Each body section will look at another area of knowledge or way of knowing. To explore the KQ we came up with above, let’s use Mathematics, Natural Science and Ethics as our three aspects. Each of these parts can be thought of as arguments you’re making. Think of a court case. Your lawyer will make the case that you can’t be guilty of robbing the bank (her thesis), by using several arguments (claims); she’ll show that A-you weren’t there, B-you’re are a moral person and C-you don’t have the technical knowledge to pull off a job like that. However, if your lawyer was a ToK student they would also be explaining reasons why you might be guilty (the counterclaims). A-someone said they saw you there, B-you did lie to your mom about candy one time and C-you are pretty good at computers. The lawyers would use evidence to support each of these claims and counterclaims. Making sure your evidence actually supports your claim is one of the toughest aspects of the essay.
The formula has 4 sections and 7 paragraphs overall and specific aspects need to go in each. Section 1: The Introduction 150-200 words
–Give your KQ. For example, “To what extent is math more reliable than other areas of knowledge?”
–State your thesis. What is your short answer to the KQ (your question of knowledge). “While looking at mathematics, natural science and ethics, we will see that mathematics isn’t necessarily more reliable; however, we will see that knowledge is different in different fields.”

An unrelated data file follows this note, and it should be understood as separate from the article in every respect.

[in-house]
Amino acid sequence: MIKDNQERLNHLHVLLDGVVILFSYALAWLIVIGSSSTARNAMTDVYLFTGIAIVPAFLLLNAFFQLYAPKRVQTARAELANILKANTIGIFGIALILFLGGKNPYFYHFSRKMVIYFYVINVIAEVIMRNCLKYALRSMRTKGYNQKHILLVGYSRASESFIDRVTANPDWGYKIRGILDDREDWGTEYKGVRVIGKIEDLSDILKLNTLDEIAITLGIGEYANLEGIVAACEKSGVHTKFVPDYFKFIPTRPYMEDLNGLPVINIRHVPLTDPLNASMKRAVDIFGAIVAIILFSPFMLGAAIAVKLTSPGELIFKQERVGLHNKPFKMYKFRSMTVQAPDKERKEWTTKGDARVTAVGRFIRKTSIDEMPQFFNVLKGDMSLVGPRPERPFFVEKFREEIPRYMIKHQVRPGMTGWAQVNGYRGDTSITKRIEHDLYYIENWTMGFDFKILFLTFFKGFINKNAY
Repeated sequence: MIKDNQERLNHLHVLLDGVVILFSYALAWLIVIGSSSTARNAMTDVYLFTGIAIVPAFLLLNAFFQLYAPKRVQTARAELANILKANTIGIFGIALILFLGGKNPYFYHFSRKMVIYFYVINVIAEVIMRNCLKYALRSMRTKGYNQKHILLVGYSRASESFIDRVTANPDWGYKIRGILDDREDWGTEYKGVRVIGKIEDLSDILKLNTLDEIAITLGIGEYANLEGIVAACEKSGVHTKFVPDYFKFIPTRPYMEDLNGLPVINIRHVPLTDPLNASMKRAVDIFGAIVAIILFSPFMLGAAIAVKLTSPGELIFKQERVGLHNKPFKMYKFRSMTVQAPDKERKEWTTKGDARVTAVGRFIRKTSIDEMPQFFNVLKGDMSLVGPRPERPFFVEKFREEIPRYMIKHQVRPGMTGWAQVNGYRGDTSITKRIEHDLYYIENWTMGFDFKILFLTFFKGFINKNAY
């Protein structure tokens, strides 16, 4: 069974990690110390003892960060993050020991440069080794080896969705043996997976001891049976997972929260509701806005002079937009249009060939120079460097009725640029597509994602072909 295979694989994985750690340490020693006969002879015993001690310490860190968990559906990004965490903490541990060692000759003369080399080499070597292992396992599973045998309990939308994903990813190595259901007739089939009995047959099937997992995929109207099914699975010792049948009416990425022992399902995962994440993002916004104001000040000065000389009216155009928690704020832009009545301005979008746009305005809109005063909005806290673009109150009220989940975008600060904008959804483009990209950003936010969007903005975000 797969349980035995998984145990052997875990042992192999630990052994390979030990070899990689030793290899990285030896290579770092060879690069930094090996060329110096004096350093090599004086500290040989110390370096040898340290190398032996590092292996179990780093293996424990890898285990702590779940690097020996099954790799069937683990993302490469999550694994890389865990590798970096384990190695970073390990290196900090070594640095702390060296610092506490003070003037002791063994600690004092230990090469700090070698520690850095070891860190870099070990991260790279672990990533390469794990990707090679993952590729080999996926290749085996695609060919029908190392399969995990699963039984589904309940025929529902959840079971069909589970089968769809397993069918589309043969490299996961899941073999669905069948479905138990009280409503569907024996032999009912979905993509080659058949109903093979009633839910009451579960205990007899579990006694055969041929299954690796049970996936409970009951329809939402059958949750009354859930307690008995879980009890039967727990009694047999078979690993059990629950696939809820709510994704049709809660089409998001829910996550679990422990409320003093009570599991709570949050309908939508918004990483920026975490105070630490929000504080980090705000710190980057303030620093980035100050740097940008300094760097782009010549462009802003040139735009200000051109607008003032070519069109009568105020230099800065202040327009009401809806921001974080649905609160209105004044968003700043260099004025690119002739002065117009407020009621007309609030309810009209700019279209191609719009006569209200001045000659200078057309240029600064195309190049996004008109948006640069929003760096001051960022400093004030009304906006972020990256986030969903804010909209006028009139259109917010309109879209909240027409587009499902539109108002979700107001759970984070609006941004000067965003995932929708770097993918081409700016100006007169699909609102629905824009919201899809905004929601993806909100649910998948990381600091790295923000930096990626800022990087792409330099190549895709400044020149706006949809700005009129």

–Give us a roadmap, a sentence that gives us a preview, showing us what you’re going to do in your body paragraphs. Make it clear how you are going to explore the KQ, which Ways of Knowing and/or Areas of Knowledge you’re going to use. This will make it easy for the marker to know what to look for. An example: “Mathematics can be seen as more reliable because it uses reason. Natural science can be less reliable because it relies on observation. And ethics can be less reliable because it is related to the norms of a person’s society. ”
Section 2: Two paragraphs totalling 600 words